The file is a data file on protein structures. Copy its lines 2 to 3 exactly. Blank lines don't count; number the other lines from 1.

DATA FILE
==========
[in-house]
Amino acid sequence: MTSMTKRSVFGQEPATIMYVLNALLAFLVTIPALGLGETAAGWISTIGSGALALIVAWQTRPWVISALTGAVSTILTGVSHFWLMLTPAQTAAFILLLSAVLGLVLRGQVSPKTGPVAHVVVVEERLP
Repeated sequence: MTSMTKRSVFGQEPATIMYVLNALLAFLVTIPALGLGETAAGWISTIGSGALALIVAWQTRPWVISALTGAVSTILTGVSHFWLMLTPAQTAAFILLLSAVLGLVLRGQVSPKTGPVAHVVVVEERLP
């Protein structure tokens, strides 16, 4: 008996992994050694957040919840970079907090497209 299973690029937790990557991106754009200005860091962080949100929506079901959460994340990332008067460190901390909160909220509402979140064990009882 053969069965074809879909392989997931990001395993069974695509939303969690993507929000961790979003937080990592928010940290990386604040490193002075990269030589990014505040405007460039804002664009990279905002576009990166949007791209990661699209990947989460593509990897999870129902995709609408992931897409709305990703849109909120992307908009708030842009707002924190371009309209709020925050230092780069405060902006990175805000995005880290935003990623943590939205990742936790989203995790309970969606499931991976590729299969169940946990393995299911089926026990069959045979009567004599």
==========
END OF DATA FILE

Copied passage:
Amino acid sequence: MTSMTKRSVFGQEPATIMYVLNALLAFLVTIPALGLGETAAGWISTIGSGALALIVAWQTRPWVISALTGAVSTILTGVSHFWLMLTPAQTAAFILLLSAVLGLVLRGQVSPKTGPVAHVVVVEERLP
Repeated sequence: MTSMTKRSVFGQEPATIMYVLNALLAFLVTIPALGLGETAAGWISTIGSGALALIVAWQTRPWVISALTGAVSTILTGVSHFWLMLTPAQTAAFILLLSAVLGLVLRGQVSPKTGPVAHVVVVEERLP